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I observed that discussing with your self about a problem is a fairly common practice. I find it is even better to write what you think. Not only it forces you to materialize your problem, but the written material can serve you as a log for future reference.

I have been trying different ways to log my self chatter, I created a gtalk account to whom I would talk to. But I found that this way I would ways have to set a lot of context before going to the problem. Made a small script where I would just append a text, properly dated, into the end of a journal file in the current working directory. By being in the project directory I would set part of the context I was in, and it would even leave some information to project contributors. I started to like this method, and I was about to improve over my script, but then I thought that maybe this is a solved problem.

Some people like to blog. I tried that, but post are generally a synthesis of the whole story, and most of the time I would forget pieces that were relevant. I could be more atomic. Tweeter would seem a better fit for it, but then it falls into the context argument I described above.

I thoughts?

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Get a dog and talk to him. They're usually very good listeners. –  user8685 May 29 '11 at 14:36
    
@Developer Art: Why not a cat? Cats are calmer ;) –  user2567 May 29 '11 at 15:46
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@Pierre 303: Cats don't take you seriously. A dog will. –  user8685 May 29 '11 at 17:03

2 Answers 2

Get a rubber duck. But seriously, don't overthink that, or you will lose the benefits of this technique. Also take into account that such journal probably won't be useful to anybody except you, so don't treat it as a substitute for comments, commit messages, and documentation.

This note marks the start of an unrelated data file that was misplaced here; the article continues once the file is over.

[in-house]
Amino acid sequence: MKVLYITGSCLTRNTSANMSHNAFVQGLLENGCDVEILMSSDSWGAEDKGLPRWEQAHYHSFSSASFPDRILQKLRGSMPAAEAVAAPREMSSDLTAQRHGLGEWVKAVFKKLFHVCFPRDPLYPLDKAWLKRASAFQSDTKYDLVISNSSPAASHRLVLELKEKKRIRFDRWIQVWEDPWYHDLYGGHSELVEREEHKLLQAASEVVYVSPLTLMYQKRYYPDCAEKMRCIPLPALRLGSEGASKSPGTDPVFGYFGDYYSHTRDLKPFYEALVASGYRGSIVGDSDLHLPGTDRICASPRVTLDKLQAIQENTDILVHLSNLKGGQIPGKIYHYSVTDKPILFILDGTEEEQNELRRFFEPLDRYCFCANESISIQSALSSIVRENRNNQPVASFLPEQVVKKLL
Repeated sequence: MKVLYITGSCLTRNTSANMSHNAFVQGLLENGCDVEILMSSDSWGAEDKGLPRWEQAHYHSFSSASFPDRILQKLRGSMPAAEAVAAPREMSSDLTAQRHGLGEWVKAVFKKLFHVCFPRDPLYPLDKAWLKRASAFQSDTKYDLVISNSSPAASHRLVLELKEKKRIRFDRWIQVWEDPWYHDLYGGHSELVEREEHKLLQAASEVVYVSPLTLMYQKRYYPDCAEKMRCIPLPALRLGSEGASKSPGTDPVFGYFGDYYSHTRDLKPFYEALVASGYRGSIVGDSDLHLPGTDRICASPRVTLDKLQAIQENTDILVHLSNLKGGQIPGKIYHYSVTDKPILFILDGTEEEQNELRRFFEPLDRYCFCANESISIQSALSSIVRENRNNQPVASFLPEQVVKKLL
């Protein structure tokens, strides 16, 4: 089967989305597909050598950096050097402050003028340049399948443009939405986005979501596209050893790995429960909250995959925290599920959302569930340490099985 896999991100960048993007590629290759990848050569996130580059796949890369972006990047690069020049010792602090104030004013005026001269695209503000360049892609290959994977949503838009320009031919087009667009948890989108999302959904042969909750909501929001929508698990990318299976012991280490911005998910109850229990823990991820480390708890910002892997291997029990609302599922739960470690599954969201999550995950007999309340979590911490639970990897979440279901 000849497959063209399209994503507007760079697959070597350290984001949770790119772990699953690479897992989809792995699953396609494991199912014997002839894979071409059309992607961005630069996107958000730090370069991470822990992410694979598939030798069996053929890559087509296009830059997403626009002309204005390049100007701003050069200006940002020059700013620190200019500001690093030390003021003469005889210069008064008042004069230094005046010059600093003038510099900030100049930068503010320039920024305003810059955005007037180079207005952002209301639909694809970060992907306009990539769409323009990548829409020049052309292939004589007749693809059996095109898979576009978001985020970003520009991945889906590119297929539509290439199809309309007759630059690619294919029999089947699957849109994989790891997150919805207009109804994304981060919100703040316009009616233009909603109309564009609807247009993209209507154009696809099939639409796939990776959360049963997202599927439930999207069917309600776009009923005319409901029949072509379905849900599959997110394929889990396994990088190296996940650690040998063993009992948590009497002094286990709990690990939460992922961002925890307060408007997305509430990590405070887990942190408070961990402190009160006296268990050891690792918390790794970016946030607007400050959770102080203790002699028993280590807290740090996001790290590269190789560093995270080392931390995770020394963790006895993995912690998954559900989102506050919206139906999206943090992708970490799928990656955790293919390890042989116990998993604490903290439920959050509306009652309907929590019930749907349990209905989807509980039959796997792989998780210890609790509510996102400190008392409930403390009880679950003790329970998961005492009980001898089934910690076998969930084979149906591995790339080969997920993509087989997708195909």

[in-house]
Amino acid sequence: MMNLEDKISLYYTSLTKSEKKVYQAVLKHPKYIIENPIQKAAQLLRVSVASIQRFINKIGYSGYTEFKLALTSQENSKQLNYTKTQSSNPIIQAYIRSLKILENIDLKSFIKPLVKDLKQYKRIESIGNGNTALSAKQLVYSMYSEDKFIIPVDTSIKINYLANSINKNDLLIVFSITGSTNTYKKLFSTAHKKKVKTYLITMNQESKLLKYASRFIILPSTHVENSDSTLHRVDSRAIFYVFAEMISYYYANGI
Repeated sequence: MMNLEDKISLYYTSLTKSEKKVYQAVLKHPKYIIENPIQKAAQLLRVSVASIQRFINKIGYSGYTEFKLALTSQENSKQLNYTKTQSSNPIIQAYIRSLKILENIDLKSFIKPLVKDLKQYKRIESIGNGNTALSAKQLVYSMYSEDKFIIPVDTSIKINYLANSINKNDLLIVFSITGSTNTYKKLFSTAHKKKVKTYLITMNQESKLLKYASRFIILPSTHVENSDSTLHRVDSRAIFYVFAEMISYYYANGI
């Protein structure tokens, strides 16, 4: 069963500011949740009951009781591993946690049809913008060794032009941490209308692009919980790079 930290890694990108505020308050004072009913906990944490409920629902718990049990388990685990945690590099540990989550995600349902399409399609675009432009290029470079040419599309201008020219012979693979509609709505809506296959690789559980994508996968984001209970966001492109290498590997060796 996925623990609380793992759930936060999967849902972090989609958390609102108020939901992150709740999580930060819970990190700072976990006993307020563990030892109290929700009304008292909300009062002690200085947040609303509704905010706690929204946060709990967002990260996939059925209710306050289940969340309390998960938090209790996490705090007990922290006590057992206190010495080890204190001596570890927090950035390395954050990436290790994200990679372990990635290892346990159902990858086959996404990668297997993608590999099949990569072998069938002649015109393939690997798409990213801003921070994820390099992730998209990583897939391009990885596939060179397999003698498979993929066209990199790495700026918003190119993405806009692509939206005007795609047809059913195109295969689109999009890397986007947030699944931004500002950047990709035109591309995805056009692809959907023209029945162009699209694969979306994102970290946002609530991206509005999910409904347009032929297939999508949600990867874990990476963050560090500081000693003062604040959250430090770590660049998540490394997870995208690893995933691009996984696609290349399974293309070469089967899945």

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+1 rubber duck - the original "pair programming"; except the duck bathes more often –  Steven A. Lowe May 29 '11 at 17:11

I don't know about specialized tools, or that they are necessary.

I keep a development log file as part of the project, to track what i did and why and what i was thinking and open issues and what to do next. It makes it easier to switch between projects. I start a new file for each project revision.

I also keep a separate Issues document for each revision, and put open issues in it - things to investigate, alternatives not considered, problems that might come up later, compromises that were made that might have to be unmade, et al.

(I tried talking to the office cats, but they really don't care.)

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